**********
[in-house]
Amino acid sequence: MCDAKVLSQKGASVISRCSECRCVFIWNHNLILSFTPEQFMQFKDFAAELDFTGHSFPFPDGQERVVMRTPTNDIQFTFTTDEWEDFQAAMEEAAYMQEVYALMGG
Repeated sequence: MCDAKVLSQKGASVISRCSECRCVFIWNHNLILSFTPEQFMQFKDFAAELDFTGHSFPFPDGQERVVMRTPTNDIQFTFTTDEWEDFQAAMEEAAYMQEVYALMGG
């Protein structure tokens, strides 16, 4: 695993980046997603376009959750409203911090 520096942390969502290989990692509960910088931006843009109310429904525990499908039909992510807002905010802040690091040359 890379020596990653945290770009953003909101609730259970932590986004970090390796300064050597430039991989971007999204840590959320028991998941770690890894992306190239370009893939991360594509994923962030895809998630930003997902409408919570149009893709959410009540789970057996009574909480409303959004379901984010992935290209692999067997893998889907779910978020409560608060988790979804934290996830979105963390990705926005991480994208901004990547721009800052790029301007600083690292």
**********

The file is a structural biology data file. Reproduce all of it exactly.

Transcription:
[in-house]
Amino acid sequence: MCDAKVLSQKGASVISRCSECRCVFIWNHNLILSFTPEQFMQFKDFAAELDFTGHSFPFPDGQERVVMRTPTNDIQFTFTTDEWEDFQAAMEEAAYMQEVYALMGG
Repeated sequence: MCDAKVLSQKGASVISRCSECRCVFIWNHNLILSFTPEQFMQFKDFAAELDFTGHSFPFPDGQERVVMRTPTNDIQFTFTTDEWEDFQAAMEEAAYMQEVYALMGG
């Protein structure tokens, strides 16, 4: 695993980046997603376009959750409203911090 520096942390969502290989990692509960910088931006843009109310429904525990499908039909992510807002905010802040690091040359 890379020596990653945290770009953003909101609730259970932590986004970090390796300064050597430039991989971007999204840590959320028991998941770690890894992306190239370009893939991360594509994923962030895809998630930003997902409408919570149009893709959410009540789970057996009574909480409303959004379901984010992935290209692999067997893998889907779910978020409560608060988790979804934290996830979105963390990705926005991480994208901004990547721009800052790029301007600083690292």